On a related note, an investigation by and CONNECTAS showed that in the past 17 years, extractive sector companies involved in socio-environmental conflicts in Peru signed security and protection agreements with the National Police worth over US$18 million. The vast majority of these agreements, 158 of 181, were signed between police and companies in the mining sector. 20 of these contracts were signed or were in force during clashes between police and local populations that resulted in deaths and injuries.

Amazon Strike

On 4th October 2021, more than 200 Indigenous protesters occupied station 5 of the North Peruvian Pipeline (ONP) in the Loreto department. The demonstration is part of a Paro Amazónico (“Amazon Strike”) convened by the Awajún Río Apaga Native Federation (FENARA) and the Plataforma de lucha de los Pueblos Afectados por la Actividad Petrolera (Platform of Peoples Affected by Petroleum Activity - PAAP).

Their demands were stated in “Plan Postpetróleo” (“Post-Oil Plan”), and include the approval of an Indigenous trust to finance the decontamination of the areas impacted by oil, the creation of a truth and justice commission on the impact of 50 years of oil activities and the construction of adequate infrastructure to guarantee essential services such as health and education in the region. The strike has received the support of Indigenous people’s organisations such as the Asociación Interétnica de Desarrollo de la Selva Peruana (Interethnic Development Association of the Peruvian Jungle - Aidesep).

The Indigenous mobilisation continued throughout the month and was still ongoing after 45 days, with more protests taking place in different oil lots of the region. On 17th November 2021, the Ombudsperson’s Office published a statement to express their concern about the lack of resolution and dialogue with the protesters. Initial dialogues were delayed by Peru’s cabinet reshuffle in October 2021.

Indigenous peoples arrive in the capital for a series of protests

On 18th October 2021, around 60 representatives of the Shipibo, Cacataibo and Asháninka peoples, among others, arrived in Lima for a series of sit-ins and protests to demand their land rights and to denounce the invasion of their ancestral territories by narcotrafficking. The leaders said illegal groups involved in cocaine trafficking have operated on the border between Huánuco, Ucayali, Junín and Pasco. They expressed concern about potential weakening of policies for illegal crop eradication, which would encourage the production of more illegal coca leaf crops. Criminal groups have taken advantage of insecurity around land rights to invade Indigenous territories and have threatened, attacked and kidnapped the communities living in these lands.

Berlin Diques, president of the Organización Regional Aidesep Ucayali (Regional Aidesep Organisation Ucayali - ORAU), said:

“We continue to insist on the implementation of the action protocol for protection measures.”

On 20th October 2021, the leaders gathered in front of the Ministry of Justice to protest a government decision that could further delay land titling processes. The Indigenous representatives met with the Minister of Justice and the president of the Council of Ministers. Following a meeting on 21st October 2021, Council president Mirtha Vásquez promised to create spaces for dialogue to promote territorial rights and the protection of environmental defenders.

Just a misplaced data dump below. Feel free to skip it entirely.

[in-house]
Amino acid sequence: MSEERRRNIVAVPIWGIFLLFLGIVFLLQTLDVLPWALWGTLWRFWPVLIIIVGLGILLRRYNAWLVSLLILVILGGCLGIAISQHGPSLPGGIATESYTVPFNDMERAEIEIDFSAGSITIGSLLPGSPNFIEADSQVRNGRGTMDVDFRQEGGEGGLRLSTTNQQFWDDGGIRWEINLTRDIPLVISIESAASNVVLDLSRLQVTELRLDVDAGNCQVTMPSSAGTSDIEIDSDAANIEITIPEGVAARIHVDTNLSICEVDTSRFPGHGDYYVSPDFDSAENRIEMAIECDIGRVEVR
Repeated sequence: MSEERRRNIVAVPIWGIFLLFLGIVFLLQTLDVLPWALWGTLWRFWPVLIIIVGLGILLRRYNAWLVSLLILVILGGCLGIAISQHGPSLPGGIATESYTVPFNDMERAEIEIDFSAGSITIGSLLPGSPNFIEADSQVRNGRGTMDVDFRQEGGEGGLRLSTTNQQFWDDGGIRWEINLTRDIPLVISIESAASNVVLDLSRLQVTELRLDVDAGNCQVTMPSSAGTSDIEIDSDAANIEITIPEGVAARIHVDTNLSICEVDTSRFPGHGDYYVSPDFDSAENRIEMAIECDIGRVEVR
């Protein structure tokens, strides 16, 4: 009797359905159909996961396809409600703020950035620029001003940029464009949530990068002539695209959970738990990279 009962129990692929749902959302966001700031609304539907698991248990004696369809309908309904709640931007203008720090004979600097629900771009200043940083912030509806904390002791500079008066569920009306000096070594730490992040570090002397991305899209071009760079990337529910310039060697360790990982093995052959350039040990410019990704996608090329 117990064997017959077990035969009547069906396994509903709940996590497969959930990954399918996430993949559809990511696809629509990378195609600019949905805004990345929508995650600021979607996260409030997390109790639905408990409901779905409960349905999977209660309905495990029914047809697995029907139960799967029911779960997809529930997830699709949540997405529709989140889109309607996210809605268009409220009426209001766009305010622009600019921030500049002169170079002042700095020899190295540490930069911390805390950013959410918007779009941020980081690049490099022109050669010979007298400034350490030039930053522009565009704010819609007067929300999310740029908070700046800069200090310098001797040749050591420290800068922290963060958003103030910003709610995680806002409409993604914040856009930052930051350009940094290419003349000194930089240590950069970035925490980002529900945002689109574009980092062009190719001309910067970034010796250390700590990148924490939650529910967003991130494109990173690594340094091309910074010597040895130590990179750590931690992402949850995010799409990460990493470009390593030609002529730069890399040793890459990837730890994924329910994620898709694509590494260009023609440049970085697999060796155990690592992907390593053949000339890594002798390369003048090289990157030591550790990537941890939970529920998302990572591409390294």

Families demand justice for missing women and femicide victims

On 30th October 2021, mothers and relatives of disappeared women and femicide victims held their yearly vigil in front of the Palace of Justice in Lima. Members of the collective “Familias Unidas por Justicia: Ni una asesinada más” (“Families united for justice: not one murder more”) held photos of their loved ones and lit candles that symbolise the hope of finding them and the hope of justice for victims of femicides.


Judicial harassment

On 5th August 2021, journalist Carlos Yofré López Sifuentes of web portal Barranca Noticias was sentenced to a two-year suspended prison term and the payment of fines and damages in a criminal defamation case. The conviction was the result of a defamation complaint by the former president of Huaura’s superior court of justice, over a publication by the reporter exposing sexual harassment allegations against the judge. The magistrate was later fired after an oversight body analysed the allegations. According to the Asociación Nacional de Periodistas (National Journalists’ Association - ANP), Sifuentes has faced judicial harassment from magistrates in the Huaura province for exposing their alleged engagement in irregularities. The reporter said he would appeal the conviction. Sifuentes is facing a separate criminal defamation case filed by a local judge.

Separately, journalist Beto Gálvez is facing a complaint for alleged psychological abuse. Gálvez hosts the programme Uno + Uno, broadcast on radio and on social media. During his programme, the journalist denounced alleged public resource mismanagement by Gleysi López Bardales, a political adviser of the regional president of Huánuco. The accusations led López Bardales to file a complaint against the reporter. Gálvez said police officers contacted him by text message on 3rd October 2021 to let him know he had been cited to give a statement about the complaint, and that he should report to the police within an hour. He said he asked to reschedule the appointment for the following day as he was not in town. However, the police ignored this request and processed the charges without giving him a chance to make a statement.